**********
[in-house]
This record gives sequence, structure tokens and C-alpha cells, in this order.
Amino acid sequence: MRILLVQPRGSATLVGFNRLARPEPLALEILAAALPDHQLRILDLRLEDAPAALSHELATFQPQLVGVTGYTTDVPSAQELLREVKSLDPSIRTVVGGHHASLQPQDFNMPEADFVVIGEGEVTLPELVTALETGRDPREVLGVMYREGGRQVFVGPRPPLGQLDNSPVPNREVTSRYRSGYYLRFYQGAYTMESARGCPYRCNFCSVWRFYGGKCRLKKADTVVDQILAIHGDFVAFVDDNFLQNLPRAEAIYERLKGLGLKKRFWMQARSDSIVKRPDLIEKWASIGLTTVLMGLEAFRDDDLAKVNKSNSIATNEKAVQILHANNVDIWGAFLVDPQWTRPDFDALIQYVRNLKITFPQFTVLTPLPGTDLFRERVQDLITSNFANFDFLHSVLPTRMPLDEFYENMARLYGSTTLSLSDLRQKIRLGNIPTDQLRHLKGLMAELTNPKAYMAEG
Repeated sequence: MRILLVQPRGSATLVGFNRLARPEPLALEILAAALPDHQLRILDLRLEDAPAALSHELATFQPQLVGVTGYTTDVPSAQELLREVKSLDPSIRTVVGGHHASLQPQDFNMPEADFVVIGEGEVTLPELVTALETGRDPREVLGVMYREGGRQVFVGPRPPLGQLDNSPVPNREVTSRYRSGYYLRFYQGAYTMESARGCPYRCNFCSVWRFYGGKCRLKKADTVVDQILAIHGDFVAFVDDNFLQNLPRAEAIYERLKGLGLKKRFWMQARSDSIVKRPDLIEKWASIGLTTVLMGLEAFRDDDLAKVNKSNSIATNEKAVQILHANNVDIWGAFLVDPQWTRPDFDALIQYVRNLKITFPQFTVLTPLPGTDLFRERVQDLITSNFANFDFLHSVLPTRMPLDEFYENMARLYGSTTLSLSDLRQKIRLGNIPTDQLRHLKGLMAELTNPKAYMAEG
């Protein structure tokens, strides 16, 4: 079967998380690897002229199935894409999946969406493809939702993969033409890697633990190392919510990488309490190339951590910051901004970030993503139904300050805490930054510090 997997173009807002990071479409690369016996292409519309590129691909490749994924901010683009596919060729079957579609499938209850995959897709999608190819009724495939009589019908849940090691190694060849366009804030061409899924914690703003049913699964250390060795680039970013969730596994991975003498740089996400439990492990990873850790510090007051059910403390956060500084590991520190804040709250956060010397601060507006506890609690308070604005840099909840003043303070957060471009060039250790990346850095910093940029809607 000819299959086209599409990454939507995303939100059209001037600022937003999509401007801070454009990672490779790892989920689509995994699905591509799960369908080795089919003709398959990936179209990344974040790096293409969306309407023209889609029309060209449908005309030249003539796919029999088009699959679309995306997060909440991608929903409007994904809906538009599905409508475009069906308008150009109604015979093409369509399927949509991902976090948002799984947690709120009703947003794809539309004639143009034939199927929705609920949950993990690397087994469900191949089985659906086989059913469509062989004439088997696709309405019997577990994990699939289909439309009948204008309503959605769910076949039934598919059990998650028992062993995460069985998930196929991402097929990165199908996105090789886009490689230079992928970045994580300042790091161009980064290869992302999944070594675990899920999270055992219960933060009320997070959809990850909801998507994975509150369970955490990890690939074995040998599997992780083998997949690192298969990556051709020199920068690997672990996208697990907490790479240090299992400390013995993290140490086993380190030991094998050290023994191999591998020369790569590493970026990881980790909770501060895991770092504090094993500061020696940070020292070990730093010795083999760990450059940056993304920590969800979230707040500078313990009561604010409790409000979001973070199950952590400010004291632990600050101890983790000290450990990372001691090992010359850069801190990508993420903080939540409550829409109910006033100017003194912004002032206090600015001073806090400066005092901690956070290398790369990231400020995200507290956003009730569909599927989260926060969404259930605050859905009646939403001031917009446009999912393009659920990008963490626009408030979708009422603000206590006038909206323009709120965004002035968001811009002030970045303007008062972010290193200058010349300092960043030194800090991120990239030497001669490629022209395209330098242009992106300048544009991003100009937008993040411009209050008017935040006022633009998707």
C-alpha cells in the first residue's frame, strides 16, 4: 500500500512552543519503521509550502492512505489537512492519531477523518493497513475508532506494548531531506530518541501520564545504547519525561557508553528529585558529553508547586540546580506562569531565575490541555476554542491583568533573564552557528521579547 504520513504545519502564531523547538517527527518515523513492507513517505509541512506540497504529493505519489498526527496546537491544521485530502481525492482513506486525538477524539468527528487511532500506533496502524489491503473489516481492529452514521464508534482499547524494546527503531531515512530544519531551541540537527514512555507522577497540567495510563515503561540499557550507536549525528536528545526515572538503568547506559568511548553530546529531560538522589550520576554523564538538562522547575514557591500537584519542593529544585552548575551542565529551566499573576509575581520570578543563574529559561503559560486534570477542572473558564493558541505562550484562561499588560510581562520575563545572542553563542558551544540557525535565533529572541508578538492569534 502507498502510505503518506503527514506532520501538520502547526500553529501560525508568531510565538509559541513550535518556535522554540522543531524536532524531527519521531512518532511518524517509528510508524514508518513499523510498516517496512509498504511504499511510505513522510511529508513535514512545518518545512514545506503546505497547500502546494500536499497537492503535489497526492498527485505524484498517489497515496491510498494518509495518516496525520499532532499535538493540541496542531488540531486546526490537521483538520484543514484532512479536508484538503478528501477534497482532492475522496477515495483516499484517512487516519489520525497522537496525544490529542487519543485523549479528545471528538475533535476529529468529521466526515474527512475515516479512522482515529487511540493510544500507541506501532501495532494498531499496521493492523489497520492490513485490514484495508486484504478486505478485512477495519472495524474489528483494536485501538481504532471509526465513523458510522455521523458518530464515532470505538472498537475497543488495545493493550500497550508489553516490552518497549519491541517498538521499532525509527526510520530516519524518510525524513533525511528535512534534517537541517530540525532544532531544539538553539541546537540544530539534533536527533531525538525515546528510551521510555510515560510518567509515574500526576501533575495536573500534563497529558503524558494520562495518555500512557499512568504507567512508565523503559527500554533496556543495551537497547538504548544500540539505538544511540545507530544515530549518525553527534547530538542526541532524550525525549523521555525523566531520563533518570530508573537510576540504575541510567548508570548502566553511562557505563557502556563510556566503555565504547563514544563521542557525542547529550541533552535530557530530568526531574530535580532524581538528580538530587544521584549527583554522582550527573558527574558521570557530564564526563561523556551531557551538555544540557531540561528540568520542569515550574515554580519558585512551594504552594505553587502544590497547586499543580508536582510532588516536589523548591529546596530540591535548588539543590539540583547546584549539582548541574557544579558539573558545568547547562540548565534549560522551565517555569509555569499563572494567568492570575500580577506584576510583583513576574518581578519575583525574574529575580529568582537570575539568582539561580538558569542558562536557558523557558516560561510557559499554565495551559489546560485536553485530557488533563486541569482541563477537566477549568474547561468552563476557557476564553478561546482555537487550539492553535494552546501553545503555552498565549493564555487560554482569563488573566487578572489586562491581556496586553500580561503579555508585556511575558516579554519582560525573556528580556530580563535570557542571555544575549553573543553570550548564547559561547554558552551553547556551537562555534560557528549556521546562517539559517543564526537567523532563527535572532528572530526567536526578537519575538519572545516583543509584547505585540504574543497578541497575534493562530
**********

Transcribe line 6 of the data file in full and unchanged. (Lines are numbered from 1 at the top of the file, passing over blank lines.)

C-alpha cells in the first residue's frame, strides 16, 4: 500500500512552543519503521509550502492512505489537512492519531477523518493497513475508532506494548531531506530518541501520564545504547519525561557508553528529585558529553508547586540546580506562569531565575490541555476554542491583568533573564552557528521579547 504520513504545519502564531523547538517527527518515523513492507513517505509541512506540497504529493505519489498526527496546537491544521485530502481525492482513506486525538477524539468527528487511532500506533496502524489491503473489516481492529452514521464508534482499547524494546527503531531515512530544519531551541540537527514512555507522577497540567495510563515503561540499557550507536549525528536528545526515572538503568547506559568511548553530546529531560538522589550520576554523564538538562522547575514557591500537584519542593529544585552548575551542565529551566499573576509575581520570578543563574529559561503559560486534570477542572473558564493558541505562550484562561499588560510581562520575563545572542553563542558551544540557525535565533529572541508578538492569534 502507498502510505503518506503527514506532520501538520502547526500553529501560525508568531510565538509559541513550535518556535522554540522543531524536532524531527519521531512518532511518524517509528510508524514508518513499523510498516517496512509498504511504499511510505513522510511529508513535514512545518518545512514545506503546505497547500502546494500536499497537492503535489497526492498527485505524484498517489497515496491510498494518509495518516496525520499532532499535538493540541496542531488540531486546526490537521483538520484543514484532512479536508484538503478528501477534497482532492475522496477515495483516499484517512487516519489520525497522537496525544490529542487519543485523549479528545471528538475533535476529529468529521466526515474527512475515516479512522482515529487511540493510544500507541506501532501495532494498531499496521493492523489497520492490513485490514484495508486484504478486505478485512477495519472495524474489528483494536485501538481504532471509526465513523458510522455521523458518530464515532470505538472498537475497543488495545493493550500497550508489553516490552518497549519491541517498538521499532525509527526510520530516519524518510525524513533525511528535512534534517537541517530540525532544532531544539538553539541546537540544530539534533536527533531525538525515546528510551521510555510515560510518567509515574500526576501533575495536573500534563497529558503524558494520562495518555500512557499512568504507567512508565523503559527500554533496556543495551537497547538504548544500540539505538544511540545507530544515530549518525553527534547530538542526541532524550525525549523521555525523566531520563533518570530508573537510576540504575541510567548508570548502566553511562557505563557502556563510556566503555565504547563514544563521542557525542547529550541533552535530557530530568526531574530535580532524581538528580538530587544521584549527583554522582550527573558527574558521570557530564564526563561523556551531557551538555544540557531540561528540568520542569515550574515554580519558585512551594504552594505553587502544590497547586499543580508536582510532588516536589523548591529546596530540591535548588539543590539540583547546584549539582548541574557544579558539573558545568547547562540548565534549560522551565517555569509555569499563572494567568492570575500580577506584576510583583513576574518581578519575583525574574529575580529568582537570575539568582539561580538558569542558562536557558523557558516560561510557559499554565495551559489546560485536553485530557488533563486541569482541563477537566477549568474547561468552563476557557476564553478561546482555537487550539492553535494552546501553545503555552498565549493564555487560554482569563488573566487578572489586562491581556496586553500580561503579555508585556511575558516579554519582560525573556528580556530580563535570557542571555544575549553573543553570550548564547559561547554558552551553547556551537562555534560557528549556521546562517539559517543564526537567523532563527535572532528572530526567536526578537519575538519572545516583543509584547505585540504574543497578541497575534493562530